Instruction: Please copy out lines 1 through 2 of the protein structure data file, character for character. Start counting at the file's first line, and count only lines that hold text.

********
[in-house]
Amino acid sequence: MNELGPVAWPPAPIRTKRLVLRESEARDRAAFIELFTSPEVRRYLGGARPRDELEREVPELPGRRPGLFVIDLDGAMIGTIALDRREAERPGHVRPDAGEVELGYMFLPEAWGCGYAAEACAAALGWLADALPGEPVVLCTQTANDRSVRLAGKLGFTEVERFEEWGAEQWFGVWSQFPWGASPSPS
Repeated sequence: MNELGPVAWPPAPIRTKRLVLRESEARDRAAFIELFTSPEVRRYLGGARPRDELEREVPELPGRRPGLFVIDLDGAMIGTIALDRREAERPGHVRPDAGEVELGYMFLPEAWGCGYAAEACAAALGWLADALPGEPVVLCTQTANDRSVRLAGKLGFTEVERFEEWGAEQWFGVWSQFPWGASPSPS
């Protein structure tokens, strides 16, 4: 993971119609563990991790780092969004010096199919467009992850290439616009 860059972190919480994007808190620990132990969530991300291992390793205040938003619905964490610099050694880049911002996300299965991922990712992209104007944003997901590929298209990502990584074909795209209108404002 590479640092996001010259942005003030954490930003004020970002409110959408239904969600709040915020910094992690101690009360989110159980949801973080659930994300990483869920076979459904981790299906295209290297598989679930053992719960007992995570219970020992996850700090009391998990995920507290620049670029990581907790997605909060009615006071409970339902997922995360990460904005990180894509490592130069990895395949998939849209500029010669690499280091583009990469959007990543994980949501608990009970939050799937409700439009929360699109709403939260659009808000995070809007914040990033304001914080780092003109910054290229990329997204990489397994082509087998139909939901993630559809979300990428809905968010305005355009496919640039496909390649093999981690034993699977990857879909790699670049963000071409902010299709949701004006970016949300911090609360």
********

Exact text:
[in-house]
Amino acid sequence: MNELGPVAWPPAPIRTKRLVLRESEARDRAAFIELFTSPEVRRYLGGARPRDELEREVPELPGRRPGLFVIDLDGAMIGTIALDRREAERPGHVRPDAGEVELGYMFLPEAWGCGYAAEACAAALGWLADALPGEPVVLCTQTANDRSVRLAGKLGFTEVERFEEWGAEQWFGVWSQFPWGASPSPS